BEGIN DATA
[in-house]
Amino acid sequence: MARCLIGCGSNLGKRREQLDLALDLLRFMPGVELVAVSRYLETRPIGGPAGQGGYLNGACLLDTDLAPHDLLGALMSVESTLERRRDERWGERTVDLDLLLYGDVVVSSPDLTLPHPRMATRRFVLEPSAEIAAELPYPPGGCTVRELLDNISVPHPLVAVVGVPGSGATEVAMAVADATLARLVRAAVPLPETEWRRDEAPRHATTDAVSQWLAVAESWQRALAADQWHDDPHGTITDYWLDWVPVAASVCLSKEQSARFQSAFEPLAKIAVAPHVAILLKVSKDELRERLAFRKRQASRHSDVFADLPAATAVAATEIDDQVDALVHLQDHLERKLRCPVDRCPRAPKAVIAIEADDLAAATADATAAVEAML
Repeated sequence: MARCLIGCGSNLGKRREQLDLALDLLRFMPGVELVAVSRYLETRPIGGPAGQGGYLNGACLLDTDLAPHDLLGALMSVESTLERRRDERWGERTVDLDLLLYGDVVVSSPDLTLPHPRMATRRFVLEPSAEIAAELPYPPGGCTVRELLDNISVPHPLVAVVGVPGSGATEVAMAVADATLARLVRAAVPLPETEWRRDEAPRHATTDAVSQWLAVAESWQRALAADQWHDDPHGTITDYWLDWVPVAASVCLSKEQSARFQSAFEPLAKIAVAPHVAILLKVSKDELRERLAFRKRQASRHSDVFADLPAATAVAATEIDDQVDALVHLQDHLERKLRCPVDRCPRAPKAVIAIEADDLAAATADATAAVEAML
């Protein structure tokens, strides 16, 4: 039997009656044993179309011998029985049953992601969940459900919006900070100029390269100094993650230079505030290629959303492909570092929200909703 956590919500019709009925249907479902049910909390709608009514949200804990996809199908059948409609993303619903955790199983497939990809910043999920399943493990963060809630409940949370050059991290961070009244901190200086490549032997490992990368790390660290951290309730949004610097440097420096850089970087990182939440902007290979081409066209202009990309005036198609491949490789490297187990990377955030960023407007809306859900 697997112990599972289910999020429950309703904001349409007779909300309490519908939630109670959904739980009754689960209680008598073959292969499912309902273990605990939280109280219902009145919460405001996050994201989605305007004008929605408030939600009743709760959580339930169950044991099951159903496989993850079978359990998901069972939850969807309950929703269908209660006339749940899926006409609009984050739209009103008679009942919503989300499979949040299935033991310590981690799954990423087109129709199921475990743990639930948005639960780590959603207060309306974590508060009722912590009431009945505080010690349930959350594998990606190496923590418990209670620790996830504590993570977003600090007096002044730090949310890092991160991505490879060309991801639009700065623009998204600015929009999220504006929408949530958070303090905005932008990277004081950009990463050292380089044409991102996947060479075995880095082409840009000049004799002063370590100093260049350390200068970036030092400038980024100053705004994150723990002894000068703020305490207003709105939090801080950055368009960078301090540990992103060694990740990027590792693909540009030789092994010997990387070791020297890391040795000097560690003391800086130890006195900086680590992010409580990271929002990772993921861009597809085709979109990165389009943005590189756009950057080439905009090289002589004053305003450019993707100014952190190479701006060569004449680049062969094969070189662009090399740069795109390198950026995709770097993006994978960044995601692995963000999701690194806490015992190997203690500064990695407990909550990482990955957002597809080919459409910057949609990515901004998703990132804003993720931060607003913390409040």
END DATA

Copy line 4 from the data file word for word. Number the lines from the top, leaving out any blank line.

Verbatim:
């Protein structure tokens, strides 16, 4: 039997009656044993179309011998029985049953992601969940459900919006900070100029390269100094993650230079505030290629959303492909570092929200909703 956590919500019709009925249907479902049910909390709608009514949200804990996809199908059948409609993303619903955790199983497939990809910043999920399943493990963060809630409940949370050059991290961070009244901190200086490549032997490992990368790390660290951290309730949004610097440097420096850089970087990182939440902007290979081409066209202009990309005036198609491949490789490297187990990377955030960023407007809306859900 697997112990599972289910999020429950309703904001349409007779909300309490519908939630109670959904739980009754689960209680008598073959292969499912309902273990605990939280109280219902009145919460405001996050994201989605305007004008929605408030939600009743709760959580339930169950044991099951159903496989993850079978359990998901069972939850969807309950929703269908209660006339749940899926006409609009984050739209009103008679009942919503989300499979949040299935033991310590981690799954990423087109129709199921475990743990639930948005639960780590959603207060309306974590508060009722912590009431009945505080010690349930959350594998990606190496923590418990209670620790996830504590993570977003600090007096002044730090949310890092991160991505490879060309991801639009700065623009998204600015929009999220504006929408949530958070303090905005932008990277004081950009990463050292380089044409991102996947060479075995880095082409840009000049004799002063370590100093260049350390200068970036030092400038980024100053705004994150723990002894000068703020305490207003709105939090801080950055368009960078301090540990992103060694990740990027590792693909540009030789092994010997990387070791020297890391040795000097560690003391800086130890006195900086680590992010409580990271929002990772993921861009597809085709979109990165389009943005590189756009950057080439905009090289002589004053305003450019993707100014952190190479701006060569004449680049062969094969070189662009090399740069795109390198950026995709770097993006994978960044995601692995963000999701690194806490015992190997203690500064990695407990909550990482990955957002597809080919459409910057949609990515901004998703990132804003993720931060607003913390409040």